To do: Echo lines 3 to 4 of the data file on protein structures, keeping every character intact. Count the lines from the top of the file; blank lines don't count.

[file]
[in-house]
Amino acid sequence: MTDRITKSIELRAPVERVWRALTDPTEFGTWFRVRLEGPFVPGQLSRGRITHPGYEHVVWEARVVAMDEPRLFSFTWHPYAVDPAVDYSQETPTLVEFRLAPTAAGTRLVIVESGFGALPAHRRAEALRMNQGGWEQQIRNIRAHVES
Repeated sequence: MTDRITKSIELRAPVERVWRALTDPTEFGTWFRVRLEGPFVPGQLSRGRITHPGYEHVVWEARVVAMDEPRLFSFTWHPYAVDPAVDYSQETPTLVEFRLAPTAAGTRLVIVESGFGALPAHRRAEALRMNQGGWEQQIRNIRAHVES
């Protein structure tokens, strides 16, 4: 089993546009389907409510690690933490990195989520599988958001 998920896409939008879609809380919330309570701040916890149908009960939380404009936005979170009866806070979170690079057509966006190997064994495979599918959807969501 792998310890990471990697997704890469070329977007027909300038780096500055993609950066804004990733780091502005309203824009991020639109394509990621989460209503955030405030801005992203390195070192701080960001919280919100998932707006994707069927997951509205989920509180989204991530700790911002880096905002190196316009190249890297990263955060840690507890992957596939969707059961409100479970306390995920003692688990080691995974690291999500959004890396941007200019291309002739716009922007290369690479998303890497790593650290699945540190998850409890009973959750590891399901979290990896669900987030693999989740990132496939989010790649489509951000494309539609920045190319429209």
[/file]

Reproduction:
Repeated sequence: MTDRITKSIELRAPVERVWRALTDPTEFGTWFRVRLEGPFVPGQLSRGRITHPGYEHVVWEARVVAMDEPRLFSFTWHPYAVDPAVDYSQETPTLVEFRLAPTAAGTRLVIVESGFGALPAHRRAEALRMNQGGWEQQIRNIRAHVES
């Protein structure tokens, strides 16, 4: 089993546009389907409510690690933490990195989520599988958001 998920896409939008879609809380919330309570701040916890149908009960939380404009936005979170009866806070979170690079057509966006190997064994495979599918959807969501 792998310890990471990697997704890469070329977007027909300038780096500055993609950066804004990733780091502005309203824009991020639109394509990621989460209503955030405030801005992203390195070192701080960001919280919100998932707006994707069927997951509205989920509180989204991530700790911002880096905002190196316009190249890297990263955060840690507890992957596939969707059961409100479970306390995920003692688990080691995974690291999500959004890396941007200019291309002739716009922007290369690479998303890497790593650290699945540190998850409890009973959750590891399901979290990896669900987030693999989740990132496939989010790649489509951000494309539609920045190319429209």